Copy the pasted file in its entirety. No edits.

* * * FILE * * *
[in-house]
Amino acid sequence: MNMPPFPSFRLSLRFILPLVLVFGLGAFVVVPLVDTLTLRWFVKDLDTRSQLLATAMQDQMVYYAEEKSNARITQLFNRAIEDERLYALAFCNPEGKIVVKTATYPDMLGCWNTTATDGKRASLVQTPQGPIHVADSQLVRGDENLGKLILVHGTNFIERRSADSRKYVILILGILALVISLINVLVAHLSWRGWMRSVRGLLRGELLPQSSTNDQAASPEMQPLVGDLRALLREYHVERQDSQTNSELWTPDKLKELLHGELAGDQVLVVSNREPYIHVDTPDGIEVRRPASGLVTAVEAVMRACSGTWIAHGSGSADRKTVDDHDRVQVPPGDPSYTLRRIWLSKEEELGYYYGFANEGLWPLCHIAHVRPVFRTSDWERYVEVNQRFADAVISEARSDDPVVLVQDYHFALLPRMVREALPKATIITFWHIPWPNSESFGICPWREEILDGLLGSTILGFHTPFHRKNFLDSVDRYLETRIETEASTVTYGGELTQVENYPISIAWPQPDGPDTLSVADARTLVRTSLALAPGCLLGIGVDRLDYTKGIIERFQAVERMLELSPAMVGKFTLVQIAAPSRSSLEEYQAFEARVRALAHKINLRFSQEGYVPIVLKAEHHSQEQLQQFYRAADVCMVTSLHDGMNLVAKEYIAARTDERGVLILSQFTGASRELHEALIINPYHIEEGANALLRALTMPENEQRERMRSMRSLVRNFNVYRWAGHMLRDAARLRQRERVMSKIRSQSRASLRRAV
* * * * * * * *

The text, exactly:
[in-house]
Amino acid sequence: MNMPPFPSFRLSLRFILPLVLVFGLGAFVVVPLVDTLTLRWFVKDLDTRSQLLATAMQDQMVYYAEEKSNARITQLFNRAIEDERLYALAFCNPEGKIVVKTATYPDMLGCWNTTATDGKRASLVQTPQGPIHVADSQLVRGDENLGKLILVHGTNFIERRSADSRKYVILILGILALVISLINVLVAHLSWRGWMRSVRGLLRGELLPQSSTNDQAASPEMQPLVGDLRALLREYHVERQDSQTNSELWTPDKLKELLHGELAGDQVLVVSNREPYIHVDTPDGIEVRRPASGLVTAVEAVMRACSGTWIAHGSGSADRKTVDDHDRVQVPPGDPSYTLRRIWLSKEEELGYYYGFANEGLWPLCHIAHVRPVFRTSDWERYVEVNQRFADAVISEARSDDPVVLVQDYHFALLPRMVREALPKATIITFWHIPWPNSESFGICPWREEILDGLLGSTILGFHTPFHRKNFLDSVDRYLETRIETEASTVTYGGELTQVENYPISIAWPQPDGPDTLSVADARTLVRTSLALAPGCLLGIGVDRLDYTKGIIERFQAVERMLELSPAMVGKFTLVQIAAPSRSSLEEYQAFEARVRALAHKINLRFSQEGYVPIVLKAEHHSQEQLQQFYRAADVCMVTSLHDGMNLVAKEYIAARTDERGVLILSQFTGASRELHEALIINPYHIEEGANALLRALTMPENEQRERMRSMRSLVRNFNVYRWAGHMLRDAARLRQRERVMSKIRSQSRASLRRAV